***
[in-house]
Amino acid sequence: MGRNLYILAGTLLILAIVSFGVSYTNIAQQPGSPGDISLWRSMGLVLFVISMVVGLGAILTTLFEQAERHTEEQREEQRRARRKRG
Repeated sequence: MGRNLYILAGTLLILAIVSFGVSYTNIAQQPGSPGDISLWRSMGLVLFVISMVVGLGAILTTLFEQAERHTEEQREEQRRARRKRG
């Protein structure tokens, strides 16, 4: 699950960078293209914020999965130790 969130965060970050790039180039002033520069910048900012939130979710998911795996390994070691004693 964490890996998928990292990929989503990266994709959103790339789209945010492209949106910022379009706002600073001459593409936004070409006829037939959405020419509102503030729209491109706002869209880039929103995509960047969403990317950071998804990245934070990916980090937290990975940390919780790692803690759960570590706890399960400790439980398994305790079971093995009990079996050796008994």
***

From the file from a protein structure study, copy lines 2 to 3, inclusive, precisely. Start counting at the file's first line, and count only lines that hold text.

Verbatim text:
Amino acid sequence: MGRNLYILAGTLLILAIVSFGVSYTNIAQQPGSPGDISLWRSMGLVLFVISMVVGLGAILTTLFEQAERHTEEQREEQRRARRKRG
Repeated sequence: MGRNLYILAGTLLILAIVSFGVSYTNIAQQPGSPGDISLWRSMGLVLFVISMVVGLGAILTTLFEQAERHTEEQREEQRRARRKRG